Cartoonist Fights Inclusion on U.S. No-Fly List

September 10, 2013
By
Shahid Mahmood (c) Bina Shah

Shahid Mahmood
(c) Bina Shah

For several years, Toronto cartoonist Shahid Mahmood has been on the United States’ no-fly list for reasons unknown. Mahmood discovered his no-fly status when he attempted to board an Air Canada flight in 2004. Several years and an inquiry from the Canada Human Rights Tribunal later, he settled with the airline. However, he feels that the case has yet to be fully remedied.

Bina Shah wrote about Mahmood for Sampsonia Way, an online magazine that focuses on free speech issues. Shah writes about Mahmood’s experience being censored:

Shahid has been familiar with censorship for a long time: His political cartoons continually enraged Benazir Bhutto during her tenures as Pakistan’s Prime Minister. According to his Huffington Post bio, “His cartoon exhibition, Enduring Operation Freedom, critical of President Bush’s War on Terror, was censored and shut down in 2002; he has received death threats from Islamic fundamentalists for his depiction of the Taliban as Koran-reading apes.”

Mahmood suspects that in the security crackdown post-9/11, he stood out as a potential danger because of his teen years in Pakistan and his cartoons mocking the U.S. administration. Some of these cartoons featured Uncle Sam birthing Osama bin Laden or former U.S. president George W. Bush reading an atlas upside down. Because of his status on the no-fly list, lawyers have warned him that his phone was likely tapped and that someone was going through his garbage.

Both the exhibit closure and flight ban exemplify how authorities both here and abroad may use indirect routes to silence and censor artists. Mahmood admitted that dealing with being put on the no-fly list it has made it “very difficult to affect systemic change.” In addition to dealing with the frustration of bureaucratic run-arounds while trying to remove himself from the list, he’s been unable to attend work meetings or vacation in the U.S. without fear of being detained. Whenever Mahmood travels internationally, he is consistently singled out for additional screenings.

While speaking to Shah, Mahmood emphasized what he’s learned about censorship and free speech:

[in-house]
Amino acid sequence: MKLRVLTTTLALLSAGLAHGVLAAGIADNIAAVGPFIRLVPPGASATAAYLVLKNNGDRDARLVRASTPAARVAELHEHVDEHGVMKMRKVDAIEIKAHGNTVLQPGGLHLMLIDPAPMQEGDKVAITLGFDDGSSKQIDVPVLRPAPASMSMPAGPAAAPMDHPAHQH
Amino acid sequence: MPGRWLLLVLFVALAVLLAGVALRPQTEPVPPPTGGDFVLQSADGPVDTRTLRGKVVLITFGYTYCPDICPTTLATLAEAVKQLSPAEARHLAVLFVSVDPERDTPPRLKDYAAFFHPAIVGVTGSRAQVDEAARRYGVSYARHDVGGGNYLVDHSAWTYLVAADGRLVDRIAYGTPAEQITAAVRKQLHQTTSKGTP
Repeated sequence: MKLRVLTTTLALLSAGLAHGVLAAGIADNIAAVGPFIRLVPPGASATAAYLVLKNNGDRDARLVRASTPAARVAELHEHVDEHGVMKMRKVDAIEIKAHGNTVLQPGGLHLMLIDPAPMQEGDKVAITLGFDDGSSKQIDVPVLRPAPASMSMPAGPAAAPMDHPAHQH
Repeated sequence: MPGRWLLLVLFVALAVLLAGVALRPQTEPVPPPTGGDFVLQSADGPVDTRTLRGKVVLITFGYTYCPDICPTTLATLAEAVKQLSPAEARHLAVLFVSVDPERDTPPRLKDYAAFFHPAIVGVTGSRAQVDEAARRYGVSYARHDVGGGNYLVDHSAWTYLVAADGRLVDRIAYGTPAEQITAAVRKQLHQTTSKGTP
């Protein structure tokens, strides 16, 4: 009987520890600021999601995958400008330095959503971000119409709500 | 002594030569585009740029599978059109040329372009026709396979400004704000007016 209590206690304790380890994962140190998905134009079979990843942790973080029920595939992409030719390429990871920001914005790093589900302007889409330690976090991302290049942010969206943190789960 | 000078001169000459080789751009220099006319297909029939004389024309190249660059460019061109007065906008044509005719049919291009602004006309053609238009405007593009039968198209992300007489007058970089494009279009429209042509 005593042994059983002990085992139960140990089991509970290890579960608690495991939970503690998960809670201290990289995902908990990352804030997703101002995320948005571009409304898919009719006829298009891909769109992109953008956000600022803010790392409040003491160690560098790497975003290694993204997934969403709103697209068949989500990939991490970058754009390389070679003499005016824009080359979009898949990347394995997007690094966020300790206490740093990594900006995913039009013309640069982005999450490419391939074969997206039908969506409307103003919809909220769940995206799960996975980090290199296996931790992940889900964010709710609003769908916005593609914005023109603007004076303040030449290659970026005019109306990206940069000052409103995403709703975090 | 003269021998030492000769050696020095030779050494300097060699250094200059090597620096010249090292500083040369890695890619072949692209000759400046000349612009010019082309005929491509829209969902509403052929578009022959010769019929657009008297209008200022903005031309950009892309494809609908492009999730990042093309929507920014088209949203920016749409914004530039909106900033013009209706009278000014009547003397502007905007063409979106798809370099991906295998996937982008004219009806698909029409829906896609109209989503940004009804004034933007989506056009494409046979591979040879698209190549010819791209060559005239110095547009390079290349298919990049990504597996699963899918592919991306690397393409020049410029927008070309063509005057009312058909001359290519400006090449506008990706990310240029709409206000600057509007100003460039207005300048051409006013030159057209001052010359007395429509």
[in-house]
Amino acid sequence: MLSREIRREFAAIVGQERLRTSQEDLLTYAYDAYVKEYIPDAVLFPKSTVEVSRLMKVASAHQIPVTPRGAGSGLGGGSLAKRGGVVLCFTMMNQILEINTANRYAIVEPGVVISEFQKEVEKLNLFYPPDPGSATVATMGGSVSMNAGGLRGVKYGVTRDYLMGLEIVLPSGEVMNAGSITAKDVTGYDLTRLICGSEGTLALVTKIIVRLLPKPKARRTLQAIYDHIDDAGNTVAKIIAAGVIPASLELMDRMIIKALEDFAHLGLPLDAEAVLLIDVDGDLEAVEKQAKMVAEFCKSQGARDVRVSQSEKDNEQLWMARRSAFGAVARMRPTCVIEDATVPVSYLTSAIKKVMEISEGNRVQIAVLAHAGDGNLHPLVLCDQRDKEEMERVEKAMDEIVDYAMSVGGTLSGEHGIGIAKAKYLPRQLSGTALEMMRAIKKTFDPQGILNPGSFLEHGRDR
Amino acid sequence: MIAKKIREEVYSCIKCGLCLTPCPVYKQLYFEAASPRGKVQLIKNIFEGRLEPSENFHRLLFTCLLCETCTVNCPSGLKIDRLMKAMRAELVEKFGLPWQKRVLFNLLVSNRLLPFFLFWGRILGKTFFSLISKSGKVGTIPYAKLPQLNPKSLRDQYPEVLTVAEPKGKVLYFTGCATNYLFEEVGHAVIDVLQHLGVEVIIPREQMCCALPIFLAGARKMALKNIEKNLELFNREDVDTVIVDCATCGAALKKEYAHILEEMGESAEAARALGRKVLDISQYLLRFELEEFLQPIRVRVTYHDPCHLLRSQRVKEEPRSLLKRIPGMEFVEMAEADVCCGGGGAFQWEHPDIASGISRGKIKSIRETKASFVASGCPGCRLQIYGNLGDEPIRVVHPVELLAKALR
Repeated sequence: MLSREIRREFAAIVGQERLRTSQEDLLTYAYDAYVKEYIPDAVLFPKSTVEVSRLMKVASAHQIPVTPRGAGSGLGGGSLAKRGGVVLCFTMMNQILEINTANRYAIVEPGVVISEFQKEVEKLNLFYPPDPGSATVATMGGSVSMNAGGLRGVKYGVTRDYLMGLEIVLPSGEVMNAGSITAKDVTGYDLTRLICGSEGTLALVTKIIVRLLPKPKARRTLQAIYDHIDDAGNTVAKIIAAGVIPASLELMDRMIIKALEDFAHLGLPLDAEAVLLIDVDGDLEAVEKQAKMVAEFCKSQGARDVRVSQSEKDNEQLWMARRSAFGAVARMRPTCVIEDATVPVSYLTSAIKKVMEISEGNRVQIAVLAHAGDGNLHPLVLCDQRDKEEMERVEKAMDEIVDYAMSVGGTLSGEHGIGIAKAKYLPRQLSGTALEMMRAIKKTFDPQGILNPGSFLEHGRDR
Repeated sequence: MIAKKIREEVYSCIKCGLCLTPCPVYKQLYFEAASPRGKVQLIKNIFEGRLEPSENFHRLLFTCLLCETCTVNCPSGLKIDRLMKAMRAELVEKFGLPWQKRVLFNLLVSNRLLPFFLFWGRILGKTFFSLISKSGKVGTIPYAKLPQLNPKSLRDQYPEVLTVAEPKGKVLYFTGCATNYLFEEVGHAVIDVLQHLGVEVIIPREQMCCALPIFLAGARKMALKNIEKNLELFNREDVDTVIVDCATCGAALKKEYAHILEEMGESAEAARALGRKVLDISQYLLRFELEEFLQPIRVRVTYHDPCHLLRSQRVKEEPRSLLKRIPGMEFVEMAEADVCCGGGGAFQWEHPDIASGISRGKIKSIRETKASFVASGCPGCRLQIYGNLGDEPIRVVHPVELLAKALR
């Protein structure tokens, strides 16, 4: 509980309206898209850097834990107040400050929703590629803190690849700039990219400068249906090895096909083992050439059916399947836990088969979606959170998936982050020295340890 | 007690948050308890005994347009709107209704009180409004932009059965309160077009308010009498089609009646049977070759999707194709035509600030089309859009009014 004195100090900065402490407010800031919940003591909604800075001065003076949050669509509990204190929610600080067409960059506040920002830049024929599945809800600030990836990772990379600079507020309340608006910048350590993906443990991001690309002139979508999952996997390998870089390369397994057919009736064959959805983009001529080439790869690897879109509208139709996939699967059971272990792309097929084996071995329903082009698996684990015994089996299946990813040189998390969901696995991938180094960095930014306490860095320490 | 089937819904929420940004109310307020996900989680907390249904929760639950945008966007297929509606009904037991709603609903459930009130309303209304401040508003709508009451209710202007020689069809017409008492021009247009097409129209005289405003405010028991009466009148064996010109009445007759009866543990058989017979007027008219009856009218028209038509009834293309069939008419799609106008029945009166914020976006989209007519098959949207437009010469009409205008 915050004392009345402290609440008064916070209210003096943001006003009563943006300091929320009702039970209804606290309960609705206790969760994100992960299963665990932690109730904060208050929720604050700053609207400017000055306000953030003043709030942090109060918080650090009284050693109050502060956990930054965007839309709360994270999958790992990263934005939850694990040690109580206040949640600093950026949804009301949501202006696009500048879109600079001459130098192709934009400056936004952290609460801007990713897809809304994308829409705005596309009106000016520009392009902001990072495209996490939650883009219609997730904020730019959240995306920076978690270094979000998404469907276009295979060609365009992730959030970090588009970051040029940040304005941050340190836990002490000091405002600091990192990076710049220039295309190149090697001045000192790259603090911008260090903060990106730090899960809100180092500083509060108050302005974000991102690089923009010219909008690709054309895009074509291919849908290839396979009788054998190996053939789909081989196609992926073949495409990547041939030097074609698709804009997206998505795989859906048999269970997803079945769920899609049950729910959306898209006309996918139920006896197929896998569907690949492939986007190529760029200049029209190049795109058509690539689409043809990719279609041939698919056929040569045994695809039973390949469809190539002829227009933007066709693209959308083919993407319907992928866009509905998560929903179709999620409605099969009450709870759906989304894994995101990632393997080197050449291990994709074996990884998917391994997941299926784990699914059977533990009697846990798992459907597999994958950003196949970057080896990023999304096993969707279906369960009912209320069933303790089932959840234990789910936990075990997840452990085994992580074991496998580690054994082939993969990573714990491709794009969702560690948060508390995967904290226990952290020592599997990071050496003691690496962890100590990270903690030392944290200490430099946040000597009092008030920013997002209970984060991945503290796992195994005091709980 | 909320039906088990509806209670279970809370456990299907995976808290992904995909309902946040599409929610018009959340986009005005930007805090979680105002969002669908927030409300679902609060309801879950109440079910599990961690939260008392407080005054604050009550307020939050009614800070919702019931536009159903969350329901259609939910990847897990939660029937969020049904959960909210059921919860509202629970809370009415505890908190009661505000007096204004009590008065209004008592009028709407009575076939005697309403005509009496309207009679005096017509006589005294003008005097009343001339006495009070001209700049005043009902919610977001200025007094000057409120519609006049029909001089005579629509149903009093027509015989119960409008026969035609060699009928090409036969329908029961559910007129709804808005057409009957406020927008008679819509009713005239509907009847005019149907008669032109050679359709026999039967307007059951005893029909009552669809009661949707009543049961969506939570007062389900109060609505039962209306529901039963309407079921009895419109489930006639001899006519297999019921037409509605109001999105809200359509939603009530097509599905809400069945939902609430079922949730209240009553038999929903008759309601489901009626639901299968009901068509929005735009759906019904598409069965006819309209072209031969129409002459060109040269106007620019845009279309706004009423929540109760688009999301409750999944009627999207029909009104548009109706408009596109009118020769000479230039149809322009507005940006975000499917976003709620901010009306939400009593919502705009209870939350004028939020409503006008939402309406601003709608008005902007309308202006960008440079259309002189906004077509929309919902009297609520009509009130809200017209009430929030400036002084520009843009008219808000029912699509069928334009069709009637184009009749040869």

“Freedom of expression is paramount. Unfortunately, in our world, no matter where you live, censorship stalks and at times assaults these freedoms. In developing countries, any attempts to raise an awareness of wrongdoing usually results in imprisonment or death. In the West, unless an individual has clear access to money and power, the system itself stonewalls any recourse. The Canadian government’s no-fly list is a serious infringement on the rights of Canadian travelers. What is the most important thing I’ve learned? You have to be persistent. The truth that lies within an article or a cartoon will eventually prevail.”

Artists around the world are facing oppression for challenging their administrations and leaders, making government protection a contradiction. Cartoonists persist in fighting for free expression against oppressive governments. Earlier this month, Singapore artist Leslie Chew had charges of sedition and racial insensitivity dropped. These charges were brought up because his cartoons were suspected of “agitating against the government and administration of justice.” In Malaysia, cartoonist Zunar appealed his arrest, a result of similar sedition charges that saw his office raided and books of his work seized. Egyptian cartoonist Doaa el Adl is fighting off a lawsuit for blasphemy, spurred on by her fans who support her work de-mystifying women’s issues for the public. Syria continues to harass, detain, and assault cartoonists speaking out against President Bashir al-Assad, most recently arresting Youssef Abdelke.

Throughout the years Mahmood spent in court fighting his inclusion on the no-fly list, no reason was given to explain why he was on the list. The idea that the U.S. government might be keeping Mahmood out of the country because of his satirical cartoons is certainly disturbing, especially in a country where free expression is highly valued.

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Becca Hoekstra is a recent communications graduate, and she’s just starting to figure things out.